Stachel highly valued education. She continued her essay by saying, “During this demanding time, I committed to maintaining as normal of a life as possible. With the support of my teachers and family, I strived to attend school on a regular basis, stay current with my assignments and prepare for tests. It was not easy but my determination produced rewarding results.”

Stachel was a committed student who earned a 4.0 GPA at Chaparral High School in Scottsdale. She was a member of the National Honors Society and also established a humanitarian club called Helping Hands where she enlisted the help of her classmates to participate in holiday gift drives, charity walks, fundraisers and hands-on service to benefit local non-profits and her annual adopt-a-family gift drive. The club’s motto is “Helping our community, one hand at a time.”  

Her stellar academic achievements and community service credentials led to her being admitted to ASU as a history major, and to Barrett, where she was very excited to attend this fall. She loved Barrett for its supportive community of students.

Stachel added in her admissions essay, “The obstacles of chemo treatments, multiple surgeries, radiation, weekly doctor visits, and monthly scans have challenged me every step of the way but also have strengthened my resolve, built my character in terms of my approach to my life, taught me compassion, and given me a deep sense of gratitude. My life experience has made me realize my desire of helping others. Being fortunate to have support during my journey to achieve my health goals, I, in turn, would love to help others achieve their goals.”

Stachel passed away on April 18, 2013 at the age of 18.

“Samantha gave and received love that can fill many meaningful lifetimes,” said Stachel's father, Paul. “She valued integrity, people, communication, humor and family. In every aspect of her life Samantha always played big.”

While Stachel cannot physically attend ASU as a student, her spirit and passion for helping others will be present at Barrett through the “Samantha Stachel 'Play Big' Scholarship” established in her honor. The scholarship will be awarded to students who demonstrate academic excellence, character and leadership in the face of challenging circumstances.

“Barrett is a place where Samantha planned to play big,” Stachel’s mother, Barrie, added. “This scholarship fund will allow her to do that through the dreams and accomplishments of others who overcome their own personal obstacles."

“The criteria for the scholarship recipients are simple,” Barrie continued. “They should be steadfastly committed to education and willing to leap over obstacles to achieve their goals. Maybe they’ve been bullied, faced a difficult living situation or had a health challenge. The common thread is that, like Samantha, they did not let their circumstances define them or their goals.”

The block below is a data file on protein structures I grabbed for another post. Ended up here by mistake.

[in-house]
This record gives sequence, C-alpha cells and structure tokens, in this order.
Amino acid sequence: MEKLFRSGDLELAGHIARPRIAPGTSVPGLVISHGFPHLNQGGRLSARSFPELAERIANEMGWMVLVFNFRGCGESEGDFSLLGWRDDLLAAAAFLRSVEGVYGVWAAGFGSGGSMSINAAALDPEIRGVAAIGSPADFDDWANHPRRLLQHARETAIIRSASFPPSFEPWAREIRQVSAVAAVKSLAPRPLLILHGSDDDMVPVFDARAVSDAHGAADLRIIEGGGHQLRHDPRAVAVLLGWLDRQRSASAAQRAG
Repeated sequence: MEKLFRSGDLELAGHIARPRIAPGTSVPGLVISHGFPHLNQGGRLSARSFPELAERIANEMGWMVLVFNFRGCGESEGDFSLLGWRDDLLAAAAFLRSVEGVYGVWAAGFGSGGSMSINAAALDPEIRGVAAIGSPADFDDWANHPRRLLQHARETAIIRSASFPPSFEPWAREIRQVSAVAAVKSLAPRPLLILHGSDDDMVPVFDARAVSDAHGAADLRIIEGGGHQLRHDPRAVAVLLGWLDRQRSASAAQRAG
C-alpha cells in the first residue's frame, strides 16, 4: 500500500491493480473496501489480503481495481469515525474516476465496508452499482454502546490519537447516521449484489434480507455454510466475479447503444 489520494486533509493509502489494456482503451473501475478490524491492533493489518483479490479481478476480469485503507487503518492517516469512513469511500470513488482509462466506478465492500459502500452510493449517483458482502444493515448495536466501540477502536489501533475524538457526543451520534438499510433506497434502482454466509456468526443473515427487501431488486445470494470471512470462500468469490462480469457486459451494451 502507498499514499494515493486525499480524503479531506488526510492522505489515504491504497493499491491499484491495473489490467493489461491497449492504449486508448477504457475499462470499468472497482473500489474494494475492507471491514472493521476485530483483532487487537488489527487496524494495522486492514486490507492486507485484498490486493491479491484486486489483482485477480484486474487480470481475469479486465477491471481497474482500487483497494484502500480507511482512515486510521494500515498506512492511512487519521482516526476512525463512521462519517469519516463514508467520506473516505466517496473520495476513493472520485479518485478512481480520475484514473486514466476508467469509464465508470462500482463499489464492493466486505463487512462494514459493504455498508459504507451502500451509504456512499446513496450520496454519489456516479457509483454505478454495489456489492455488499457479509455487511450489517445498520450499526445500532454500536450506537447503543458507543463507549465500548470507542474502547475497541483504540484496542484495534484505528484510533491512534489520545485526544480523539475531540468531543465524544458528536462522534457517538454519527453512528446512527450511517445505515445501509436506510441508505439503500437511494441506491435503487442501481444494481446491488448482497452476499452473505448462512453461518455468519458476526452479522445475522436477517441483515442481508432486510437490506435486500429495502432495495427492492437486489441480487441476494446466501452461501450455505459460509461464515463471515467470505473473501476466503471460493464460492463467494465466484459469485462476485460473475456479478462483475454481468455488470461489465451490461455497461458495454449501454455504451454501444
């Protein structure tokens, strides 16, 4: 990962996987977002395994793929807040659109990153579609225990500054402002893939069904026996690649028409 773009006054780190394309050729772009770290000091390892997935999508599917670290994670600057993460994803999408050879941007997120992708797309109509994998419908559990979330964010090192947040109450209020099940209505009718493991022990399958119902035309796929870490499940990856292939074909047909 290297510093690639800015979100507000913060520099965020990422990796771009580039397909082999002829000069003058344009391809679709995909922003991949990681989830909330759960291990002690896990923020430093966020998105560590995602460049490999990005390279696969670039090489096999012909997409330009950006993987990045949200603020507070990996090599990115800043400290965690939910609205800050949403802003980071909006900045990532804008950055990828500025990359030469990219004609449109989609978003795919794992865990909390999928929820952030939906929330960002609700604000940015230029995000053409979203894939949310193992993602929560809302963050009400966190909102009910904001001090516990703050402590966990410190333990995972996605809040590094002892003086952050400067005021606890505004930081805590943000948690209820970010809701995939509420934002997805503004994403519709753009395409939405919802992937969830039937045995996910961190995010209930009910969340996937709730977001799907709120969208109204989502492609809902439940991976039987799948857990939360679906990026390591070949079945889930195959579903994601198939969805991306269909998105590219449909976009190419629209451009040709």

The Stachel family has set a goal of raising $100,000 in the first year and growing the fund to $500,000 over successive years. In just the first month since the fund was established, more than $60,000 has already been contributed. Additional information about the scholarship, and how to contribute, is available at http://barretthonors.asu.edu/about/scholarships/samantha-stachel-play-bi....

“Samantha played big...that is her legacy. That’s why we came to Barrett to establish a scholarship in her name, because Barrett is a place where the students play big,” Paul said.

“We want to help people who are facing their own challenges and who will be inspired and go forward to accomplish great things. Samantha was a person who led by action and we want to support others to do the same,” he added.

“Every time I tell my story, I inspire others to face their challenges. Everyone has or will have challenges. The challenges may not be the same but knowing that others also have a story helps people to believe they can step up to their challenge. I learned to not only share who I truly am but to express myself because no matter what, I am loved. Taking this risk and choosing to walk through the public door helped me to share my story, set me free, and send me on my way to continue my life’s journey and hopefully inspire others to do the same.” – Samantha Stachel

Nicole Greason

Director of Marketing and Public Relations , Barrett, The Honors College